Shingles - info for children
shingles; chicken pox; rash; painful sores; nerves ;
What is shingles?
Shingles is caused by the virus that causes chickenpox.
After someone has had chickenpox, the virus may stay in some nerve cells of the person's spine (called 'nerve roots'). It does not damage the nerve or the way the nerve works until, for some reason which is not yet clear, the virus starts to grow again, causing shingles.
Shingles is pain and spots along a strip of skin that is served by these nerve cells.
Children under 12 rarely get shingles.
Older people, especially the very old [over 80 years] are more likely to get shingles.
you get shingles?
You can only get shingles if you have had chickenpox. The chickenpox vaccine cannot give you shingles, or chickenpox.
But if someone has shingles, then the watery stuff from the blisters can give someone else chicken pox if that person hasn't had it.
You can't catch the shingles virus through the air when someone coughs or sneezes like you can with chickenpox.
The virus may become active again if a person is very stressed at some time later in life or has had a lot of illnesses which have overworked the body's immune system.
[The immune system is like an army of cells in the body which rushes to fight off any germs that try to get into the body to make you sick].
Check out our topic on the Immune system if you want to know more.
looks and feels like
- Shingles start when the viruses start to grow and damage the nerve in the spinal cord where they have been hiding.
- This causes a really bad pain in the area of skin that the nerve go to. Although the virus is in the spinal part of the nerve, the pain is felt as if it is in the skin. The pain is only on one side of the body and often it affects the nerves to the chest, tummy, leg or face. It comes in one patch only, not over the whole body like chicken pox.
- A few days later, spots like chicken pox spots, break out on the skin along the pathway of the nerve. The spots are only in the area that the nerve goes to, and can be in a band from the back around one side only to the chest or tummy or outer side of the leg, or one side of the face.
- These spots turn into watery blisters and then start to dry up (the spots look like chicken pox spots and heal the same way).
- The pain of shingles can be a tingling feeling, or can be really very painful for a long time, long after the spots are gone.
If someone develops pain and spots in a band around the body that could be shingles, and goes to the doctor straight away, then there is an anti-viral medicine that can help make it a short illness. The medicine only works if you start taking it as soon after the rash appears.
This drug helps the spots heal quickly, stops any new spots coming and shortens the painful time.
If you, or someone you know, has shingles then:
- Stay home and rest. Staying home is a good idea as the person with shingles could give chicken pox to someone. Once the sores have healed the person cannot pass the infection on.
- If you need to, take paracetamol or ibuprofen for the pain. If the pain is very bad, the doctor might suggest stronger pain relief, but follow the doctor's advice. (Stronger pain relief can cause people to be sleepy, and they should not ride a bike or operate machinery after taking this sort of medication.)
- Make sure you don't spread the virus and give chickenpox to anyone who has not been immunised against chickenpox. People who have had chickenpox can't catch it again. Make sure they wash their hands if they have touched your spots or something that has been on your spots.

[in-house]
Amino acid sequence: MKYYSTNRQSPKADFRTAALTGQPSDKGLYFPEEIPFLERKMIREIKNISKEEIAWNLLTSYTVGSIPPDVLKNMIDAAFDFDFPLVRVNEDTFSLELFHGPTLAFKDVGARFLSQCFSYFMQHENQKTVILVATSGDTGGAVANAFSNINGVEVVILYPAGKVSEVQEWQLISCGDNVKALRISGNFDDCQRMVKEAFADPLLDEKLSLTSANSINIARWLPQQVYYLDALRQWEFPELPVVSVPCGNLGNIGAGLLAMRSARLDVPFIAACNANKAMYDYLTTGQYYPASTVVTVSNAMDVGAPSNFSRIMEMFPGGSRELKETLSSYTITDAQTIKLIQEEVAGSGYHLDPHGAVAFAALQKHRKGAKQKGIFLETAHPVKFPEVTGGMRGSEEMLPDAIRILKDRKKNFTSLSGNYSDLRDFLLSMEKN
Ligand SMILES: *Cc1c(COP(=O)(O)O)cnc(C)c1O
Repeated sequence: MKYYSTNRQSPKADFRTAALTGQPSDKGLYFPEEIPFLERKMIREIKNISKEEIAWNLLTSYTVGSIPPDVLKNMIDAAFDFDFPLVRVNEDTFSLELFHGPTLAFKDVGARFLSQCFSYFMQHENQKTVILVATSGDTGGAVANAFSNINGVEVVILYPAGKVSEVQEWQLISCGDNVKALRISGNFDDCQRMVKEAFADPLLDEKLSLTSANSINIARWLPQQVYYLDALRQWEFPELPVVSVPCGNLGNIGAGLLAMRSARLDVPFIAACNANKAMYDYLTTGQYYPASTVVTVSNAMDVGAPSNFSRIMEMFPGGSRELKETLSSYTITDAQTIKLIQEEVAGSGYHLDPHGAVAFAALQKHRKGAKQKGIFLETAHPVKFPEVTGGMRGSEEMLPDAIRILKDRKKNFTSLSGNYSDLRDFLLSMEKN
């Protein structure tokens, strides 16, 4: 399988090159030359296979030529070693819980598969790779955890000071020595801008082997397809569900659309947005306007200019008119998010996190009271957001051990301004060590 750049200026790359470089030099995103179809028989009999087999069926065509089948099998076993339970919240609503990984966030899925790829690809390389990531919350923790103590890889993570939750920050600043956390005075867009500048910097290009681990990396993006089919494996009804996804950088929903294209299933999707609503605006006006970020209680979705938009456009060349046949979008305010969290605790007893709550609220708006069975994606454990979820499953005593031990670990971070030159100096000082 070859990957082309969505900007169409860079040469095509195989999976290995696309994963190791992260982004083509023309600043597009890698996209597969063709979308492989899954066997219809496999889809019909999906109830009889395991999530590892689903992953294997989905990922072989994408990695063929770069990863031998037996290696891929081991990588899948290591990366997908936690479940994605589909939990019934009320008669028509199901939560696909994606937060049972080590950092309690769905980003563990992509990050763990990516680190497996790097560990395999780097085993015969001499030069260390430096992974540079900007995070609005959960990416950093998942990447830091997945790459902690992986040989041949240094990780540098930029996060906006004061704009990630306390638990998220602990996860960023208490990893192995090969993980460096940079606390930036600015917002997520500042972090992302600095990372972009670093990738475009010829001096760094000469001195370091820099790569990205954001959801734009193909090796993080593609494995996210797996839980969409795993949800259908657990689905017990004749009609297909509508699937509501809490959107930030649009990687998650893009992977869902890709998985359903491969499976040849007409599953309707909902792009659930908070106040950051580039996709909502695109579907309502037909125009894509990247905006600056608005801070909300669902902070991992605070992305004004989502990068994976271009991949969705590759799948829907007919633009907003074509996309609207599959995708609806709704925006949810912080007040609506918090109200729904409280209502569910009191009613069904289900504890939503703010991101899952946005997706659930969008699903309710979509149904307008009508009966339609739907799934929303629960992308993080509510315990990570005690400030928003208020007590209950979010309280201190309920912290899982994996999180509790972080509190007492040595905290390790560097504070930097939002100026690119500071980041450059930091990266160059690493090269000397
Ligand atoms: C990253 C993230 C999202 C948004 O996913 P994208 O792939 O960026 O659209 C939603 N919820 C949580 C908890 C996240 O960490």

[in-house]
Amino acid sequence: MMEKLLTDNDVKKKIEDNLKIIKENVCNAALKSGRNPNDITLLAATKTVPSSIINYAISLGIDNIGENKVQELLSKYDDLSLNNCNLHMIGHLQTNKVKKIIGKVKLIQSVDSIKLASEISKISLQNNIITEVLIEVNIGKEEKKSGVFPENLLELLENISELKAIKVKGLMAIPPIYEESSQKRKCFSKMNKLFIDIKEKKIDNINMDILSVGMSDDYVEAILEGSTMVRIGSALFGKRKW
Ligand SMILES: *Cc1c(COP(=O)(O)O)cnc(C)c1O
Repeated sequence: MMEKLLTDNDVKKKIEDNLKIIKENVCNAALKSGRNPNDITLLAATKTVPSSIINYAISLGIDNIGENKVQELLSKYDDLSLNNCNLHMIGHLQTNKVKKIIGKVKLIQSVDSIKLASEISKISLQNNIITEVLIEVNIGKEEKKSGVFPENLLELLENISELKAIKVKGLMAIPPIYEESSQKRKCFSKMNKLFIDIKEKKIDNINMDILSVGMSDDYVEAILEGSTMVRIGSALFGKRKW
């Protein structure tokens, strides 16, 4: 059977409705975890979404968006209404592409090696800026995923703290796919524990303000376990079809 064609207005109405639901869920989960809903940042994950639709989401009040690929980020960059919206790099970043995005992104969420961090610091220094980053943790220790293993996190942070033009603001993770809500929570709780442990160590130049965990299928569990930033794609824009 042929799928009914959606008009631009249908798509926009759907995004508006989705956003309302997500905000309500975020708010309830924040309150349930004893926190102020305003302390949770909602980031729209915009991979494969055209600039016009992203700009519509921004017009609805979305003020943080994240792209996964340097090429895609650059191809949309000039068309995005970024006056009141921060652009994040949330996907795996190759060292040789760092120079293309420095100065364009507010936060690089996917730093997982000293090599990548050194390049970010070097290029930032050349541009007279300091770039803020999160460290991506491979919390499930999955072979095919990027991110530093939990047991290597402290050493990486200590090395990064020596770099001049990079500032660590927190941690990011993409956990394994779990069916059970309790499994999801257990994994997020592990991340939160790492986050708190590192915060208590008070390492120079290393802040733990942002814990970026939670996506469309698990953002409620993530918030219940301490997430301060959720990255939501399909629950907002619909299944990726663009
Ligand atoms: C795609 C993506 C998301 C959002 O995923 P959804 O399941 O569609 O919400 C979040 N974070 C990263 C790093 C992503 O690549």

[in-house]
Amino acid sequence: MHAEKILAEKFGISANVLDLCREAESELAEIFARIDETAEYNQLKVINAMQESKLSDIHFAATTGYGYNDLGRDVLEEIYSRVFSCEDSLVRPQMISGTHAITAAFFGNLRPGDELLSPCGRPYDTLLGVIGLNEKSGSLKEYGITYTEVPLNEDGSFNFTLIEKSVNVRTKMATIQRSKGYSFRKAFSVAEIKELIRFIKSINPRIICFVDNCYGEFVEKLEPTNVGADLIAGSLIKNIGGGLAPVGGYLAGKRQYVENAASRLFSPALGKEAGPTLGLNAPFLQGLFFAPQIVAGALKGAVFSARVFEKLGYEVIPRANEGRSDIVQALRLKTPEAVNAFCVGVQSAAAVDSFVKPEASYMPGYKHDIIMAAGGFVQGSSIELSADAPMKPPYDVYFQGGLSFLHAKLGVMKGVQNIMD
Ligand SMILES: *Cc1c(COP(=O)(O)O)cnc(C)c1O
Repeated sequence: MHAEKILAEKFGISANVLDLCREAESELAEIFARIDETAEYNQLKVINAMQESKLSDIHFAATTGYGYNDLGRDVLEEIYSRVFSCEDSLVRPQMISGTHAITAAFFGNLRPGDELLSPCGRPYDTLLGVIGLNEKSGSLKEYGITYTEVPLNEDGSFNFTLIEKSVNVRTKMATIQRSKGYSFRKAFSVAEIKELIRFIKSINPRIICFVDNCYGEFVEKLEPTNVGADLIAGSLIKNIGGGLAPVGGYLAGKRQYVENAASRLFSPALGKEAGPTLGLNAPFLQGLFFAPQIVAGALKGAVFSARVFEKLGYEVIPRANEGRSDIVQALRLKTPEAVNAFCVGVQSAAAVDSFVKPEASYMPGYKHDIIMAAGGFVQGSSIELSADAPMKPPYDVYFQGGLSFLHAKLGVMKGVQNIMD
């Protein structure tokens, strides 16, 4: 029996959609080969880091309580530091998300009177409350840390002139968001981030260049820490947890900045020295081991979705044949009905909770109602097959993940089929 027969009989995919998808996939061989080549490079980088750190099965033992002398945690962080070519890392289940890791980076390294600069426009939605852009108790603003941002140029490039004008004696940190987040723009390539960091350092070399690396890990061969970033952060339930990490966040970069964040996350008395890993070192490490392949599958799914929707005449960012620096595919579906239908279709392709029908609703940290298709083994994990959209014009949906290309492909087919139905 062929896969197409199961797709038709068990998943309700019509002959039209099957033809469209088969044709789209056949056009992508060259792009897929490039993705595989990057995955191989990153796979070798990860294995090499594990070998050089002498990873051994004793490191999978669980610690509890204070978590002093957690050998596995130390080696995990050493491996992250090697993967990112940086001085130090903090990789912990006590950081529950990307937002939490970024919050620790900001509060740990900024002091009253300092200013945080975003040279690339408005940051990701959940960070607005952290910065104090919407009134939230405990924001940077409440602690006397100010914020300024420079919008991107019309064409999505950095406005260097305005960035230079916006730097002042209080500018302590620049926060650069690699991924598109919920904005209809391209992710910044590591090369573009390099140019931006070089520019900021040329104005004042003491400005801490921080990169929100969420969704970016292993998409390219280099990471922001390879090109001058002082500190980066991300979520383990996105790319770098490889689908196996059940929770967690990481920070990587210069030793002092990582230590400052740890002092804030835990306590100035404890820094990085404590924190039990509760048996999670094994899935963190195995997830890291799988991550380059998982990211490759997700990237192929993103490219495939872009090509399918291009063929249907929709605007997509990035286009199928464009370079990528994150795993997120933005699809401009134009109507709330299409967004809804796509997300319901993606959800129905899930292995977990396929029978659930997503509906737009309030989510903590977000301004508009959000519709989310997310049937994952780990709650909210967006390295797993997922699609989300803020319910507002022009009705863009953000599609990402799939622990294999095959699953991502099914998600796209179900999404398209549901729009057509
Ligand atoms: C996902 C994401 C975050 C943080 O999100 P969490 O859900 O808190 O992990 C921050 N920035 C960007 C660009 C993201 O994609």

- Keep the spots uncovered unless you need to go out. They heal better if they are open to the air.
- Put calamine lotion or other soothing lotion on the spots to help dry them up. Ask a pharmacist about what can be used.
- Don’t hug anyone who hasn't had chickenpox or been immunised against chicken pox!
- Don’t pick at the spots or they could get infected.
- Be careful to use your own towel and keep it away from everyone else.
The pain from shingles can hang around for many weeks after the spots have healed, so if you or someone in your family have had shingles don't try to rush around too much at first.
If it is your parent or caregiver who has had shingles and they have the severe pain that can often linger after the shingles, they will need your help to get meals and keep the house tidy because the pain can make them very tired. It may take a while but it will get better.
"It's unusual for kids to get shingles. But your mum, dad or grandparents may get it. You might catch chickenpox from them while they have the sores so love them from a distance unless you have been immunised against chickenpox, or have had it. Once the sores have healed you can't catch chickenpox from them.
The immunisation you have had to protect you from chickenpox will also protect you from shingles"
In South Australia kids are immunised against chickenpox when they are 18 months old.
People over 70 can be immunised against shingles now. Maybe you could ask the 'oldies' in your family if they have had this 'shot' yet.
|You know you've got shingles|
'cos shingles tingles
All along the nerve.
When the spots go away
Some pain may stay.
Chickenpox starts it
So do stay away
From people who have it.
And, if you may
Get an injection
From doctor or nurse.
Chicken pox is yukky
But shingles is worse!
"My grandma had shingles on her face. She looked scary but I still loved her." Mark
"My mum saw the shingles when she was taking her bathers off. She thought she had been stung by a jellyfish!" Alex
"My dad had shingles on his body but it was his leg that hurt for a long time afterwards." Mel
We've provided this information to help you to understand important things about staying healthy and happy. However, if you feel sick or unhappy, it is important to tell your mum or dad, a teacher or another grown-up.